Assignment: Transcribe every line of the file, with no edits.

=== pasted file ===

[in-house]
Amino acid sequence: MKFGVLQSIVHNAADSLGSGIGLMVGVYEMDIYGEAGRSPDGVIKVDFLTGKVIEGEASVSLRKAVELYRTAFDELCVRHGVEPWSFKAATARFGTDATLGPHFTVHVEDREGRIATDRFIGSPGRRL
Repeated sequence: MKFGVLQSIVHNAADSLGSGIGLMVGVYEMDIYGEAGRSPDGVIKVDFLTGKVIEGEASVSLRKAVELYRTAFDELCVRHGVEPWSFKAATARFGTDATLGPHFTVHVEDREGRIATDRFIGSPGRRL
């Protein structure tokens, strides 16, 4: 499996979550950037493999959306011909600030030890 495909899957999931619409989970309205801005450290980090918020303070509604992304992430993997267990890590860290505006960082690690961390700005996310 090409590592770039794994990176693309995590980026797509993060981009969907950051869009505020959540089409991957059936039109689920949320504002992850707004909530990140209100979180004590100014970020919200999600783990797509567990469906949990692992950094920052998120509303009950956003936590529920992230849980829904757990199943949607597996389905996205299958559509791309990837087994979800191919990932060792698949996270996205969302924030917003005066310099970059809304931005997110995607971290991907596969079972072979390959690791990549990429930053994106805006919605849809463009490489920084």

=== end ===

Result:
[in-house]
Amino acid sequence: MKFGVLQSIVHNAADSLGSGIGLMVGVYEMDIYGEAGRSPDGVIKVDFLTGKVIEGEASVSLRKAVELYRTAFDELCVRHGVEPWSFKAATARFGTDATLGPHFTVHVEDREGRIATDRFIGSPGRRL
Repeated sequence: MKFGVLQSIVHNAADSLGSGIGLMVGVYEMDIYGEAGRSPDGVIKVDFLTGKVIEGEASVSLRKAVELYRTAFDELCVRHGVEPWSFKAATARFGTDATLGPHFTVHVEDREGRIATDRFIGSPGRRL
């Protein structure tokens, strides 16, 4: 499996979550950037493999959306011909600030030890 495909899957999931619409989970309205801005450290980090918020303070509604992304992430993997267990890590860290505006960082690690961390700005996310 090409590592770039794994990176693309995590980026797509993060981009969907950051869009505020959540089409991957059936039109689920949320504002992850707004909530990140209100979180004590100014970020919200999600783990797509567990469906949990692992950094920052998120509303009950956003936590529920992230849980829904757990199943949607597996389905996205299958559509791309990837087994979800191919990932060792698949996270996205969302924030917003005066310099970059809304931005997110995607971290991907596969079972072979390959690791990549990429930053994106805006919605849809463009490489920084």